Is True Consciousness Possible When You Hold Onto Faith?

Faith by it’s very nature is a choice to hold to something that cannot be proven. It is a choice of hope despite the lack of evidence that any exists or does not exist. Those of us that hold onto faith are making a decision that hope is better than no hope, or ambivalent hope. Most of us have faith. There truly few people with none whatsoever. Where that faith is placed is really the spectrum of difference. For some it’s religion, or money, or pleasure, or love, or power. We place our faith in something because it brings us hope of a result and an ending that we can work towards that we desire. The problem is, that we are all working towards death by nature of time. We may have a faith that says death isn’t the end. But the inevitable end for all of us is death. So our faith is about giving all of our pre-death meaning. It is unnecessary after death.

Consciousness then, how I am defining it, is that of being aware and accepting ultimate and complete truth as we know it. Namely one of the only things that we know to be true is that we will die. However, by faith’s very nature we can not know it as truth, only as hope. Hope cannot be truth. So to be truly conscious, we must have no faith, as faith is a choice to postpone truth. True consciousness is at the very least an absence of any faith at all.

Those that have come to this awareness, as the author of Ecclesiastes did, that everything is meaningless have a decision to make. They can live in this meaninglessness forever and sit directly in the middle of the Absurd. The question then is posed – Does the realization of the absurd require suicide? If you both desire meaning and cannot find any, what is left? In The Myth of Sisyphus, Albert Camus arrives at three possible outcomes from fully acknowledging the absurd: revolt, freedom, and passion. Hope and faith are not on the table anymore. The Myth Of Sisyphus ends with Sisyphus being condemned to push a rock up a mountain; upon reaching the top, the rock would roll down again, leaving Sisyphus to start over. It does seem that this one meaningless task is a metaphor for all tasks. It is all meaningless.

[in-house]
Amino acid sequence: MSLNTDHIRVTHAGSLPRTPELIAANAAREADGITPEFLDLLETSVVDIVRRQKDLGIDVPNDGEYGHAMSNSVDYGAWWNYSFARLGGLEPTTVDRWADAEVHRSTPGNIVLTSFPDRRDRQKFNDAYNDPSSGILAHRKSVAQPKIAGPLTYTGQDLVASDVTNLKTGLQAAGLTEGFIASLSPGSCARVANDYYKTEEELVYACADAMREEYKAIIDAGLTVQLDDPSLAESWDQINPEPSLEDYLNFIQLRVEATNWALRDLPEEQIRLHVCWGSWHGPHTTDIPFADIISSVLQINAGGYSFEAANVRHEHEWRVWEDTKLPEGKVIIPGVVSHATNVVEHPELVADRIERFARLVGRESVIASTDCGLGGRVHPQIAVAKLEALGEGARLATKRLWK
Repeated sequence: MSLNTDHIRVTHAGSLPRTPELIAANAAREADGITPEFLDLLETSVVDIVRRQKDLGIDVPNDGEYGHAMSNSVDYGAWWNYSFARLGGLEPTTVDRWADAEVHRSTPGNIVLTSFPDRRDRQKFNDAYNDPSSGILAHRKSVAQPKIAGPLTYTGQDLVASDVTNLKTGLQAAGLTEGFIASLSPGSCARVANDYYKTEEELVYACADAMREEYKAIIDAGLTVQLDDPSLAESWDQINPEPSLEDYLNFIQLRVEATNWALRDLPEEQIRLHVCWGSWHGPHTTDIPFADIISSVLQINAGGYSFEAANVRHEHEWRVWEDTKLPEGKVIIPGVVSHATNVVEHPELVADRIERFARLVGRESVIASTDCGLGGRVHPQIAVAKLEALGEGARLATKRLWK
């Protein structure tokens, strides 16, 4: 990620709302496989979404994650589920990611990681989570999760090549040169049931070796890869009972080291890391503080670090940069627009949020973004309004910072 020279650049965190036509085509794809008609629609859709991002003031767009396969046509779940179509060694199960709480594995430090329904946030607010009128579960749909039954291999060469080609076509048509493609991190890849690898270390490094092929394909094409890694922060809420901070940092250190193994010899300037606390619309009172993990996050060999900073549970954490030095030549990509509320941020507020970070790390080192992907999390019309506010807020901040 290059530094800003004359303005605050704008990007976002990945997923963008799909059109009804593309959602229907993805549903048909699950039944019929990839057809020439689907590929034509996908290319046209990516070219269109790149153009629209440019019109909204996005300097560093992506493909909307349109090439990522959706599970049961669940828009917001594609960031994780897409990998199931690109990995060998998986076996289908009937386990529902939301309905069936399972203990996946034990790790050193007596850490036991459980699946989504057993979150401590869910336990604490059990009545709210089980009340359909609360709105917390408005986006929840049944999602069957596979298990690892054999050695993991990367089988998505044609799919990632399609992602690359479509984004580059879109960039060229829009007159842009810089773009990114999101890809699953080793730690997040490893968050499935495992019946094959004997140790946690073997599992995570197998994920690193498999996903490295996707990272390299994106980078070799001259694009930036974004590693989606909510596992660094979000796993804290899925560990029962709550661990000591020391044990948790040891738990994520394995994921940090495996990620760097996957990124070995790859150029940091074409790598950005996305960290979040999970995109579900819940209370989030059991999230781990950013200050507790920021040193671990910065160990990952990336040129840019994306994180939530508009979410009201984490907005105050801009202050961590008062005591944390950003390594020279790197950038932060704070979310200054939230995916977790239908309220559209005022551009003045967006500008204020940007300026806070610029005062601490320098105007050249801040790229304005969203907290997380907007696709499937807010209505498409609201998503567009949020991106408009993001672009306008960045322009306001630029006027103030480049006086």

Acknowledging the truth will conquer it; Sisyphus, just like the absurd man, keeps pushing. Camus claims that when Sisyphus acknowledges the futility of his task and the certainty of his fate, he is freed to realize the absurdity of his situation and to reach a state of contented acceptance. With a nod to the similarly cursed Greek hero Oedipus, Camus concludes that “all is well,” indeed, that “one must imagine Sisyphus happy.”

This is how I read this ending. You can circle back around and re-choose a faith. This is sort of the journey of the author of Ecclesiastes. After his tirade of hopelessness he ends is struggle with:

Now all has been heard;
here is the conclusion of the matter:
Fear God and keep his commandments,
for this is the duty of all mankind.
14 For God will bring every deed into judgment,
including every hidden thing,
whether it is good or evil.

It is a type of admission and acceptance of a premise. Why this one? Who knows. Likely because it’s all he knew. But this to me is a type of mature faith, one that acknowledges the irony of it’s own existence and carries on in the absurdity of it. It’s a type of contentment that is chosen and experienced not because it is truth to you, but because it was chosen by you and seems preferable. If Sisyphus can be happy with the continual pushing of a rock up a hill, why can’t we be happy in our faith of whatever we choose to place that in?

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